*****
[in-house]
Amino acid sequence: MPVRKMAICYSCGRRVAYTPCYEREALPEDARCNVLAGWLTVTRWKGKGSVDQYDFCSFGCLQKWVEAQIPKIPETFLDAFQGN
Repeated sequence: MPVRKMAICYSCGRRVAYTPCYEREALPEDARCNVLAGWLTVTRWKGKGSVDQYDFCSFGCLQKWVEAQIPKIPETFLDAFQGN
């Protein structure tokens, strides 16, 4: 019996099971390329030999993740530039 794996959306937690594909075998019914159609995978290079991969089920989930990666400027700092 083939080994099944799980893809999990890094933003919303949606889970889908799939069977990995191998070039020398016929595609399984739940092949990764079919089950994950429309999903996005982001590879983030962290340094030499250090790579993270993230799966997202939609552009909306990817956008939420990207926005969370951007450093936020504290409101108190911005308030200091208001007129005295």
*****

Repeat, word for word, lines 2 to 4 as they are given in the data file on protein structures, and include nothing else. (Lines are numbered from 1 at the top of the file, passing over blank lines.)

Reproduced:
Amino acid sequence: MPVRKMAICYSCGRRVAYTPCYEREALPEDARCNVLAGWLTVTRWKGKGSVDQYDFCSFGCLQKWVEAQIPKIPETFLDAFQGN
Repeated sequence: MPVRKMAICYSCGRRVAYTPCYEREALPEDARCNVLAGWLTVTRWKGKGSVDQYDFCSFGCLQKWVEAQIPKIPETFLDAFQGN
């Protein structure tokens, strides 16, 4: 019996099971390329030999993740530039 794996959306937690594909075998019914159609995978290079991969089920989930990666400027700092 083939080994099944799980893809999990890094933003919303949606889970889908799939069977990995191998070039020398016929595609399984739940092949990764079919089950994950429309999903996005982001590879983030962290340094030499250090790579993270993230799966997202939609552009909306990817956008939420990207926005969370951007450093936020504290409101108190911005308030200091208001007129005295």